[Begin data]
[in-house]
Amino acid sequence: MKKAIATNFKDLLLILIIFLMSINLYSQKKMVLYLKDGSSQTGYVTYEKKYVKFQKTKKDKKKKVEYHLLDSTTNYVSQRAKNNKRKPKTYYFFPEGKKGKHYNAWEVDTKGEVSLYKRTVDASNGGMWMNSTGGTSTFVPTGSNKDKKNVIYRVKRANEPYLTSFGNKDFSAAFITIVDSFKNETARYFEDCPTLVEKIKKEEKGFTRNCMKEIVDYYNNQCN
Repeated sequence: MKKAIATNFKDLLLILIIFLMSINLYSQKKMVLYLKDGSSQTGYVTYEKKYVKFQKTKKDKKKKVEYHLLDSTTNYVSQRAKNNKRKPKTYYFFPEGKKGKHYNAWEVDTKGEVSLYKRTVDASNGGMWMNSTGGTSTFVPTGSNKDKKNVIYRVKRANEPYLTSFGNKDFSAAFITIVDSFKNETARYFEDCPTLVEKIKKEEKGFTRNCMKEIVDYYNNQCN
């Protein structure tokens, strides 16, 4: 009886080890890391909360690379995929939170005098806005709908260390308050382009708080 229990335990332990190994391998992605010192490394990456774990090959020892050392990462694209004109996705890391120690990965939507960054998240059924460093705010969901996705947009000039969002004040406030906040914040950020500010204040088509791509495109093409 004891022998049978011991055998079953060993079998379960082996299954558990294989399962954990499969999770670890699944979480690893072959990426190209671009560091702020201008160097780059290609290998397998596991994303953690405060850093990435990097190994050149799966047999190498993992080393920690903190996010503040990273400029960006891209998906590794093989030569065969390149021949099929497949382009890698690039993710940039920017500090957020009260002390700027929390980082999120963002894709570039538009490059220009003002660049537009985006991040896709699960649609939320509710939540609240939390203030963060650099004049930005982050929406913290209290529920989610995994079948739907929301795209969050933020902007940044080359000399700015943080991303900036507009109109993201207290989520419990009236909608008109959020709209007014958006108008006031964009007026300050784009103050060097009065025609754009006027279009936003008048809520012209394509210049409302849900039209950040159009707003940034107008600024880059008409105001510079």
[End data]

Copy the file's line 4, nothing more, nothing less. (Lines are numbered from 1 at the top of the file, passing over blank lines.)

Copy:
């Protein structure tokens, strides 16, 4: 009886080890890391909360690379995929939170005098806005709908260390308050382009708080 229990335990332990190994391998992605010192490394990456774990090959020892050392990462694209004109996705890391120690990965939507960054998240059924460093705010969901996705947009000039969002004040406030906040914040950020500010204040088509791509495109093409 004891022998049978011991055998079953060993079998379960082996299954558990294989399962954990499969999770670890699944979480690893072959990426190209671009560091702020201008160097780059290609290998397998596991994303953690405060850093990435990097190994050149799966047999190498993992080393920690903190996010503040990273400029960006891209998906590794093989030569065969390149021949099929497949382009890698690039993710940039920017500090957020009260002390700027929390980082999120963002894709570039538009490059220009003002660049537009985006991040896709699960649609939320509710939540609240939390203030963060650099004049930005982050929406913290209290529920989610995994079948739907929301795209969050933020902007940044080359000399700015943080991303900036507009109109993201207290989520419990009236909608008109959020709209007014958006108008006031964009007026300050784009103050060097009065025609754009006027279009936003008048809520012209394509210049409302849900039209950040159009707003940034107008600024880059008409105001510079």